Transfer stimulates dialogue between the European trade union movement and the academic and research community. It contributes research findings on issues of strategic relevance for trade unions, in particular with regard to developments at the European level. Transfer publishes original peer-reviewed research on issues such as new developments in industrial relations, social policy, and labour market developments.
Volume 26 Issue 1, February 2020
The decade since the global financial crisis in Europe has been marked by slow recovery, and much soul-searching about the future prospects of the European Union’s economy. The recovery also revealed severe labour market mismatches. While some countries and regions suffer workforce shortages, others continue to struggle with high unemployment, especially among young people. Even the fastest growing economies continue to have pockets of stubborn unemployment, especially among those without a tertiary degree, and rapid technological change is increasing fears that many more will be left behind. All this has fuelled discussions about the need for greater investment in training, but, despite general consensus that skill needs are changing, there are as yet few conclusive recommendations about the way educational systems should respond. Moreover, even as the imperative of austerity is being gradually replaced by the discourse of social investment, many cash-strapped EU governments are finding it difficult even to maintain educational spending at current levels, let alone make substantial new investments.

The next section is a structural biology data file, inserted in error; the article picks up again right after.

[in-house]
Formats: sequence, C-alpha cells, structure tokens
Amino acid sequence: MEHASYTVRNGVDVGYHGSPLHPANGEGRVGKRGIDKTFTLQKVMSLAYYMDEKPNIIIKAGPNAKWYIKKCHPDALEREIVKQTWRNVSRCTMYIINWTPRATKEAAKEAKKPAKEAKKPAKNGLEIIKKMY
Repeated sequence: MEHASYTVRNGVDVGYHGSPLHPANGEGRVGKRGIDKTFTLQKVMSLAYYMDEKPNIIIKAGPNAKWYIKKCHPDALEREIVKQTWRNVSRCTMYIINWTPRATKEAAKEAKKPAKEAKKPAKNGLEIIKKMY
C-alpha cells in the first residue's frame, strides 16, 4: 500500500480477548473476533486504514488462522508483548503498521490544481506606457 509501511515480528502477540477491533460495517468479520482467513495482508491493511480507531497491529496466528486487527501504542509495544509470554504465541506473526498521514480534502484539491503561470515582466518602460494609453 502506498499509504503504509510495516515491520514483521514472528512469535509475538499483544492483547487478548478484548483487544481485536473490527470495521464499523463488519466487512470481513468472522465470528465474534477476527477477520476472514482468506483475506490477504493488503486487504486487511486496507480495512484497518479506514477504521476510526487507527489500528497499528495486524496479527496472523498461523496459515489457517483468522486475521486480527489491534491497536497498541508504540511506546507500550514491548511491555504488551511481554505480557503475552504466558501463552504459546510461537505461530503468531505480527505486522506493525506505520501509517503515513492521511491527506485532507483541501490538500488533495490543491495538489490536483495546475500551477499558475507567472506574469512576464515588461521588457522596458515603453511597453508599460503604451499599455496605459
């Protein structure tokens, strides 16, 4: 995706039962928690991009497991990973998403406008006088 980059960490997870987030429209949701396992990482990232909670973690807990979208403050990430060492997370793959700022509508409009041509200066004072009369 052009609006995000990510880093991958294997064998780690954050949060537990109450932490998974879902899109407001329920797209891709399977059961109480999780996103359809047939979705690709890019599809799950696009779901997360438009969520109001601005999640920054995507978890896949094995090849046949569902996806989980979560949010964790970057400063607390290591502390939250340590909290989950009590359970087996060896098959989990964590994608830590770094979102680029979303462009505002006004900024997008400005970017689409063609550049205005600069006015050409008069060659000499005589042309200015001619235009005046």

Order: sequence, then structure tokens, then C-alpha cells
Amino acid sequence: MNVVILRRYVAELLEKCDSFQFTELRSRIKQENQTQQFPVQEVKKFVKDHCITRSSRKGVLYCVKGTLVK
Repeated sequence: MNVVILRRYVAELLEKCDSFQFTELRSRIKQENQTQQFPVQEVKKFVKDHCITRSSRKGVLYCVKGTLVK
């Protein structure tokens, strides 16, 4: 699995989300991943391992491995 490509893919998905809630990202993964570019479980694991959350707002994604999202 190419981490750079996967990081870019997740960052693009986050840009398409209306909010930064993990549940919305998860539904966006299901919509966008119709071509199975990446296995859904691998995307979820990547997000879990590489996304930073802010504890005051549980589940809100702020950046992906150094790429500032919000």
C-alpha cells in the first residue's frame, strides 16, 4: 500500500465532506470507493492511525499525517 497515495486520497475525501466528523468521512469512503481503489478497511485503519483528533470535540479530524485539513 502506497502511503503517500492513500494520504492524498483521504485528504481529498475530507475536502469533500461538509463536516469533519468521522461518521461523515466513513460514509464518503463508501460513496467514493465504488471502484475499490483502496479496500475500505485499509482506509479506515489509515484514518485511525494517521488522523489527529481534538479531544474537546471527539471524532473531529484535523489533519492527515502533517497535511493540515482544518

- Marina Luttrell, Managing Editor
- Philippe Pochet, Editor
- Vera Scépanović, Editor
- Maarten Keune, Editor